Violation of Medical Ethics: Kerala Medical Council issues censure notice to 11 doctors for advertisements
Thiruvananthapuram: Finding 11 doctors to be violating the Indian Medical Council (Professional Conduct, Etiquette and Ethics) Regulations, 2002; the Travancore Cochin Council of Modern Medicine (Kerala Medical Council) has issued censure notices to the erring medical professionals.
There are constant allegations of violations of medical ethics as doctors appear into media advertisements with their photographs. Such advertisements also draw strong backlashes that the corporate organisations using their doctors as a product for sale and the same act has been repeated claimed as unethical in various decisions of the medical councils and associations.
The advertising norm (clause 6.1 of the code of ethics) in Indian Medical Council (Professional Conduct, Etiquette and Ethics) Regulations, 2002 clearly states:
Soliciting of patients directly or indirectly, by a physician, by a group of physicians or by institutions or organisations is unethical. A physician shall not make use of him / her (or his / her name) as subject of any form or manner of advertising or publicity through any mode either alone or in conjunction with others which is of such a character as to invite attention to him or to his professional position, skill, qualification, achievements, attainments, specialities, appointments, associations, affiliations or honours and/or of such character as would ordinarily result in his self aggrandizement. A physician shall not give to any person, whether for compensation or otherwise, any approval, recommendation, endorsement, certificate, report or statement with respect of any drug, medicine, nostrum remedy, surgical, or therapeutic article, apparatus or appliance or any commercial product or article with respect of any property, quality or use thereof or any test, demonstration or trial thereof, for use in connection with his name, signature, or photograph in any form or manner of advertising through any mode nor shall he boast of cases, operations, cures or remedies or permit the publication of report thereof through any mode. A medical practitioner is however permitted to make a formal announcement in press regarding the following:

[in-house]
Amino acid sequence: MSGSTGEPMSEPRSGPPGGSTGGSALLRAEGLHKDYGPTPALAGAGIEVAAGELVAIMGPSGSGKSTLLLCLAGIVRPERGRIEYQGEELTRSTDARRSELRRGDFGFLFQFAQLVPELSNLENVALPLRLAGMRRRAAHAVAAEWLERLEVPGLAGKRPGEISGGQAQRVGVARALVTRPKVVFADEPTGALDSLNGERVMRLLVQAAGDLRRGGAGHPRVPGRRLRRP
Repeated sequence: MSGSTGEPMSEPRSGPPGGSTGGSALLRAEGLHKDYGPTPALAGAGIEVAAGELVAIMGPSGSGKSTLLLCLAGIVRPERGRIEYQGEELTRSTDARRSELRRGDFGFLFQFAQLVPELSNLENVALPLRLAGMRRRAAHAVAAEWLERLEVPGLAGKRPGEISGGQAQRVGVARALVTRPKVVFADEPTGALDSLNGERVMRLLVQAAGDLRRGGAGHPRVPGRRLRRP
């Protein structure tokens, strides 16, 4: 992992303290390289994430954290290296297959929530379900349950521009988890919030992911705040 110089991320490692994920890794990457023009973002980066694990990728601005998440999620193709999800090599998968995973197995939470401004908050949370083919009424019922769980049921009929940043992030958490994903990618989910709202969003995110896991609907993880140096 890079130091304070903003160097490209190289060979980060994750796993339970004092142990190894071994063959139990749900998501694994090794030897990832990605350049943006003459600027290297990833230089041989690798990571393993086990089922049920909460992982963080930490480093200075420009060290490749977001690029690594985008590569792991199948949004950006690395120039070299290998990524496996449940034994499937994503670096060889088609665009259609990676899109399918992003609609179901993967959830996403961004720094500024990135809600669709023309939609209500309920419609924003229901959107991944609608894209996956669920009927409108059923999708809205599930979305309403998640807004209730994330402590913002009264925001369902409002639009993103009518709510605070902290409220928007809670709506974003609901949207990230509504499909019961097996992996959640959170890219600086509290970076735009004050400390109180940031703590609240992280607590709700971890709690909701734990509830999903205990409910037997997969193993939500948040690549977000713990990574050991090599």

(1) On starting practice.
(2) On change of type of practice.
(3) On changing address.
(4) On temporary absence from duty.
(5) On resumption of another practice.
(6) On succeeding to another practice.
(7) Public declaration of charges.
In the year 2018, the state medical council had brought out a circular that the council will be forced to take suo motu action against doctors if in violation of the Code of Ethics. The council had then issued a warning that unless doctors removed their names and photographs from advertisements, there would be punitive action, including removal of their names from the State Medical Register.
The recent case had come to light in May 2019, when Aster MIMS, Kozhikode, brought out a newspaper advertisement prominently featuring some of its doctors, along with their photographs and details on their specialties. The matter had been brought to the attention of the Registrar of the state medical council seeking "appropriate action" by Dr KV Babu, a Kerala-based physician and public health activist.
The doctor activist had pointed out that while corporate hospitals were free to advertise their facilities and services, they could not advertise their services making use of the photographs and details of the doctors under their employment. Doctors should be aware of these provisions in the Code of Ethics, he contended.
Following the recommendation of the ethics committee, Kerala Medical Council has now closed the matter after issuing a censure notice to all 11 doctors and warning them that such a mistake should not happen again, reports The Hindu.
Taking cognizance of the issue, the Indian Medical Association Kerala, last year, had redirected and re-emphasised with a warning to prohibit from featuring there photographs and details while advertising in the state. The IMA dictum came to reiterate the earlier warnings of the Travancore Cochin Council of Modern Medicine to the doctors that directed them to prohibit from featuring there photographs and details while advertising.
Moreover, recently, n the wake of the rampant circulation of fake news all over the internet, the IMA urged all the doctors to spend at least 10 minutes daily on social media to impart authentic medical information to increase awareness within the public.
The association had recently conducted a "health parliament" in the state capital Thiruvananthapuram in which doctors were asked to be active on social media to impart the right medical knowledge. This decision has been taken in an effort to make people aware about medical fake news regarding all the misleading advertisements promising magical cures to chronic diseases.